Is the Tech Sector Suffering More in the Correction?

BY David Rowat

Before the correction, the stock markets in general, and technology and software in particular, had a multi-year run never seen before.  The sudden reappearance of inflation and the rise in interest rates to combat it caused a correction in late 2021.  There has been a lukewarm rebound recently but few are convinced that the correction is over.  Many are nervous that there is more unwelcome news to come.

So how has technology fared during these nervous times?  I assembled graphs of Standard & Poors public market indices for various sectors, and a popular graph showing the SaaS public company index.  These graphs are discussed below.  These graphs inform Table 1 below which summarizes the 1- and 3-year annualized returns for each sector, their highest and lowest values over the last 3 years and value as of Sep 2, 2022, a calculation showing the decline from High to Low during the recent correction, and the recent rally.  The sectors are ranked by a Misery Index reflecting the depth of the correction.

Table 1:  Performance of S&P Indices over Various Time Periods

S&P 500:

The S&P broad index returned a decent 10.3% average annual gain over the last 3 years despite suffering a 23.6% decline from its High of 4,797 on Jan 3, 2022, to its Low on June 15, 2022.  It has lost 13.5% in the last 12 months.  As of Sep 2, 2022, it has rallied to recover 6.6% from its Low.

S&P Information Technology:

The Technology sector was more volatile, returning 18.8% over 3 years despite a 30% contraction from its high in the same time period as the S&P 500. It’s one-year decline is 16.6%.  A much better 3-year performance if you can stomach the short-term correction.

S&P Software and Services:

As we narrow the Technology sector to Software and Services, the performance is even more gut-wrenching.  This sector suffered a 41.3% decline but over a longer period: 20-months ending in May 2022 compared to the 6-month decline for the S&P 500 and Technology sectors ending in June 2021.  The one-year loss is 36.9%, and it has not enjoyed much of a rally; just 3.7%.



Software as a Service (SaaS):

The S&P does not track performance of SaaS as distinct from Software and Services.  For that we turn to SaaS Capital which has done extensive research into SaaS performance and valuation multiples. It reports performance based on growth from a starting point of January 2013, rather than an absolute value.  In comparing the SaaS graph to the S&P graphs, it is clear that the SaaS index is considerably more volatile than the others.  I added the SaaS Index as of June 2019 to Table 1 to show the extreme volatility of SaaS.  In the two-year period June 2019 – 2021 the Index more than doubled but gave it all back and more in the in the one-year period ending June 2022.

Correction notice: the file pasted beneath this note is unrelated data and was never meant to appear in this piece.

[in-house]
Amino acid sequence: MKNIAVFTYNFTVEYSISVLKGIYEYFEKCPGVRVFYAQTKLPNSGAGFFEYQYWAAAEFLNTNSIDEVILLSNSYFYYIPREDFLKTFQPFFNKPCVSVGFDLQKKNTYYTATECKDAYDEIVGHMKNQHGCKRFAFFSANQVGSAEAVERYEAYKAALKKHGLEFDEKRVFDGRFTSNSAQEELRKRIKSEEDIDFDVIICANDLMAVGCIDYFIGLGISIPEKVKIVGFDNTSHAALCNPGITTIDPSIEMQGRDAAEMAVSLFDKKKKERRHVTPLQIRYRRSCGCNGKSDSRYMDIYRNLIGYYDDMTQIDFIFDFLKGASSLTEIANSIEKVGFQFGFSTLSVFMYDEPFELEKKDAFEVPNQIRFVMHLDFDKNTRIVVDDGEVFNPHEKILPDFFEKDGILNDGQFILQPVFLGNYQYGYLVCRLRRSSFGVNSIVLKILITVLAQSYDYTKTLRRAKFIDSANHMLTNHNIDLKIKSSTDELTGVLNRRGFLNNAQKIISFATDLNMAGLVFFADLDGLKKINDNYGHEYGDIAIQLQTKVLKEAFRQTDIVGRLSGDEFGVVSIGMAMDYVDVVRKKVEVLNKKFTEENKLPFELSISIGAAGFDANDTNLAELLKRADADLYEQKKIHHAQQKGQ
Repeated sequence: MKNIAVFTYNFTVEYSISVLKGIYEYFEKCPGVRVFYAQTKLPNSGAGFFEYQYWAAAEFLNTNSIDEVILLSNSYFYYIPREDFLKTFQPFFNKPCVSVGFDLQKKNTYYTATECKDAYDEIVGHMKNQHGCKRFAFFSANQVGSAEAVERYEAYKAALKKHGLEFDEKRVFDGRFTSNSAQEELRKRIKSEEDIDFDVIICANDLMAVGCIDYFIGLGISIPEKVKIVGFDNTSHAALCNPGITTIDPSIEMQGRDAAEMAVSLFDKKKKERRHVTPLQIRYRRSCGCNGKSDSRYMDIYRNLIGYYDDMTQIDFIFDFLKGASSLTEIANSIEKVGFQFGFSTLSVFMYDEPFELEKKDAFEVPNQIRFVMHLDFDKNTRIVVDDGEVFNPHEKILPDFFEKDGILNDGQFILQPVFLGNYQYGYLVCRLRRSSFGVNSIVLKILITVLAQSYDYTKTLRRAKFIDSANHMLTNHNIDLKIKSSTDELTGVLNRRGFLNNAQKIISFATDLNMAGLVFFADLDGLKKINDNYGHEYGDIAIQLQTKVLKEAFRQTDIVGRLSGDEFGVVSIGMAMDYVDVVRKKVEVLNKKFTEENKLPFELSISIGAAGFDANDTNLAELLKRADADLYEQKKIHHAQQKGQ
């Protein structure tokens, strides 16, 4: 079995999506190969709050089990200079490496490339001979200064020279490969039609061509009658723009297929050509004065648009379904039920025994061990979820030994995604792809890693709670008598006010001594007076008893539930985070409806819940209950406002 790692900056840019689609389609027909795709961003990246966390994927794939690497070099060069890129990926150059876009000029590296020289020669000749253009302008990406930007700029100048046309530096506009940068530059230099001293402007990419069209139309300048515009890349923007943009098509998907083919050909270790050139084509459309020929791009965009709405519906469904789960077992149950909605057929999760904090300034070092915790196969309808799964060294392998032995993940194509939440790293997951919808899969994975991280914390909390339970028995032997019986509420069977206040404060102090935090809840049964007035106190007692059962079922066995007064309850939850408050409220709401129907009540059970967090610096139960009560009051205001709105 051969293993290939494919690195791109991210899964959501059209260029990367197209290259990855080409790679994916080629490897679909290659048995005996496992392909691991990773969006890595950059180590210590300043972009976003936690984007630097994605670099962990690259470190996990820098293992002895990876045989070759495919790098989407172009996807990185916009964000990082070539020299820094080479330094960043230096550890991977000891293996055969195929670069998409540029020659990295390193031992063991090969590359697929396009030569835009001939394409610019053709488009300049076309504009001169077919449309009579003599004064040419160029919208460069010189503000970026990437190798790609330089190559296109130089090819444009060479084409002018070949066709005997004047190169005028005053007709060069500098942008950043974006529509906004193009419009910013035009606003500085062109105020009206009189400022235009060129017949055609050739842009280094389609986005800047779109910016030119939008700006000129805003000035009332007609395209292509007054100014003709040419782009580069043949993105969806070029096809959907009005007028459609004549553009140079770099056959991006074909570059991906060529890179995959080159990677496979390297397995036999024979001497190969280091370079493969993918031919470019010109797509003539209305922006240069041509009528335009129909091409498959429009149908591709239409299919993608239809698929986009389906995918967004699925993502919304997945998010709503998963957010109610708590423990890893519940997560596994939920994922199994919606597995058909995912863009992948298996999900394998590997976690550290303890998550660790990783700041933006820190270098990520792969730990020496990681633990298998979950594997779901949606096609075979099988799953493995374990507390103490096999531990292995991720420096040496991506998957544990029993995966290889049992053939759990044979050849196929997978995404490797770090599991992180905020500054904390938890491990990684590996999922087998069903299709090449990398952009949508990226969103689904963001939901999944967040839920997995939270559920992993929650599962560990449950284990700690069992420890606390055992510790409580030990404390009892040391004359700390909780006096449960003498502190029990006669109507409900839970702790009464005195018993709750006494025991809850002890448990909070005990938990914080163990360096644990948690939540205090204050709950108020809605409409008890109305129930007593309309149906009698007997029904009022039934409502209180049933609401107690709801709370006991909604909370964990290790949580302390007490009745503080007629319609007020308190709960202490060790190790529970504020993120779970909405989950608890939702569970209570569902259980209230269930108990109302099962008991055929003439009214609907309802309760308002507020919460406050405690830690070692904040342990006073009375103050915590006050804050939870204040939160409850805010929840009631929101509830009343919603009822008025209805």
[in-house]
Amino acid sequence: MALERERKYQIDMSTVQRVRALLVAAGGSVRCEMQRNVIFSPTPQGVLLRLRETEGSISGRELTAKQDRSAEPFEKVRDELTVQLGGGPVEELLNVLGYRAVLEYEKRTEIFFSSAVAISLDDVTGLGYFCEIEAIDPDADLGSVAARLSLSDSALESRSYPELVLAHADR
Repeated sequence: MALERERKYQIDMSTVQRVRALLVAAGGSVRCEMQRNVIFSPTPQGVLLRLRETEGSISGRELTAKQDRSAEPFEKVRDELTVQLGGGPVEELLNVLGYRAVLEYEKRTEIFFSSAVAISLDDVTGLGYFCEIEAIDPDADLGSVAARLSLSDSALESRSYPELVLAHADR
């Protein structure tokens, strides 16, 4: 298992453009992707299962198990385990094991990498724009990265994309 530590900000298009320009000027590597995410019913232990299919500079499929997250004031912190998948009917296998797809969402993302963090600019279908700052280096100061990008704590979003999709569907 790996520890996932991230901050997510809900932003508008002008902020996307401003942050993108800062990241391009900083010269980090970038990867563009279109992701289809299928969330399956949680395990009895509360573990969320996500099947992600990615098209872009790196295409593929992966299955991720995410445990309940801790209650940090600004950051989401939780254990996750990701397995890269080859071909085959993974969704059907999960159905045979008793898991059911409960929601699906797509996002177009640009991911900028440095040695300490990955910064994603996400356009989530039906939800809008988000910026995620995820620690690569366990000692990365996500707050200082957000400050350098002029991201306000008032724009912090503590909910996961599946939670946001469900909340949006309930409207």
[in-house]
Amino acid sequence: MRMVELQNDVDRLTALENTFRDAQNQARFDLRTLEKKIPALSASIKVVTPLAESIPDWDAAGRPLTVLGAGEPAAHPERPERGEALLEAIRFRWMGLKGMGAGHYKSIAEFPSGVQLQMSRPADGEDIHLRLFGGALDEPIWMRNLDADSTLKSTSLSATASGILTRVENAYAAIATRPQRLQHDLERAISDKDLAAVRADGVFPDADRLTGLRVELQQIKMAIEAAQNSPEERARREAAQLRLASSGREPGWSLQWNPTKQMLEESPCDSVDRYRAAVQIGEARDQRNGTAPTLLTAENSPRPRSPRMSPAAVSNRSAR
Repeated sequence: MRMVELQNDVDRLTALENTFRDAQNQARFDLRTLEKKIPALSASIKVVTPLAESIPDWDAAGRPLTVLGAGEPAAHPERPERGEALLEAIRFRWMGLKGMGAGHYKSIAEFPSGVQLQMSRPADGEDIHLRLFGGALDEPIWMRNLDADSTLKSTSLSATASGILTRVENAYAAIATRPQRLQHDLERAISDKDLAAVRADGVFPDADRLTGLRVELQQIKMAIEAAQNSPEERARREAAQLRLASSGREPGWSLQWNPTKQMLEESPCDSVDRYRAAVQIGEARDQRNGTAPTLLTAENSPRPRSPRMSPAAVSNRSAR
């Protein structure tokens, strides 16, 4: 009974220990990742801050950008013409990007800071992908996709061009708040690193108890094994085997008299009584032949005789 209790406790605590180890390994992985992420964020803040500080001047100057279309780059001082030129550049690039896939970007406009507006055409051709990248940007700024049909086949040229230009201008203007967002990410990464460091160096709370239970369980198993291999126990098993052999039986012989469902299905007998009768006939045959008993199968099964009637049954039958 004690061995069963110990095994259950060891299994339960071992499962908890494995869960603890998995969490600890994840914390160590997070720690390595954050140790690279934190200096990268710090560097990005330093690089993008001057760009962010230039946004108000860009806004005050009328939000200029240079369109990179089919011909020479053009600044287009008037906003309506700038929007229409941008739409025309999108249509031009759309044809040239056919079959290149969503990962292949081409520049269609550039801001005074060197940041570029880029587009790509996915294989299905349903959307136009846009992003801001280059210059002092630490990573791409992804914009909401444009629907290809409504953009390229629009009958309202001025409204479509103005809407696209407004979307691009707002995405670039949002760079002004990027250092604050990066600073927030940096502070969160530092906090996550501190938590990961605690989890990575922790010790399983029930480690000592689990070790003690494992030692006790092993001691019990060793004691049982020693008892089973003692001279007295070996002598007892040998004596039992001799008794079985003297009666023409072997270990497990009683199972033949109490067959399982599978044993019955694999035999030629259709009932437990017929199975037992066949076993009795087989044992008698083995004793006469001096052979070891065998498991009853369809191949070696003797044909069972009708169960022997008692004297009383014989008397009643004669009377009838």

The Misery Index reflects the degree of volatility, especially the High to Low decline.  The broad S&P 500 market is the least volatile (although a 23.6% decline is not for the faint of heart).  The narrow Technology index is more volatile, while the narrower Software index is more volatile still, and the SaaS Index defies rationale explanation.

What does this mean for the technology sector?  First, the tech sector is volatile:  the highs are higher and the lows are lower.  The current correction is one of many to hit the sector (like 2000 and 2008).  There is nothing unusual in this.

Corrections of this magnitude take a long time to recover from.  The sector that suffers worst in a correction is not the one that leads the markets out of it.  A rapid run-up in stock prices in the technology sector as we saw in the late 1990s and 2020-2021 will not restart any time soon.  We are likely to see the same slow recovery as we did after the major correction in 2000 where it took the NASDAQ 15 years to return to its previous high.

The Bigger Picture:

There are broad trends in the macroeconomic picture which may override the technology sector.  For several years central banks have been flooding the economy with liquidity initially to save the financial system from meltdown in 2008 and subsequently to keep the economy going during the pandemic. Both programs were essential at the time, but the banks continued to print money to stimulate economic growth.  The excess liquidity was a major cause of the run-up in stock markets and ignited the current round of inflation. The banks are now raising interest rates to reduce inflation to the benchmark range of 2 – 3%.  This will be a lot harder to achieve than ever before because of the unprecedented amount of debt.  It may take years of higher interest rates to tame the beast.  During this time, financial markets will cool.  Financings and exits will be harder to achieve.

But that does not mean that financing or exits for technology companies are over.  A quick scan of Crunchbase indicates that private technology companies are still receiving angel and venture capital financing. As reported widely, there are billions of dollars of “dry powder”, or money in venture capital and private equity funds, which needs to be invested.  However, investors will now take their time and do their diligence in the time-honoured way.  The herd mentality which characterized the recent run up in stock prices has already vanished.  Good deals will get financed, but it will take longer.  If the SaaS Index is any indication, valuations have already begun to decline.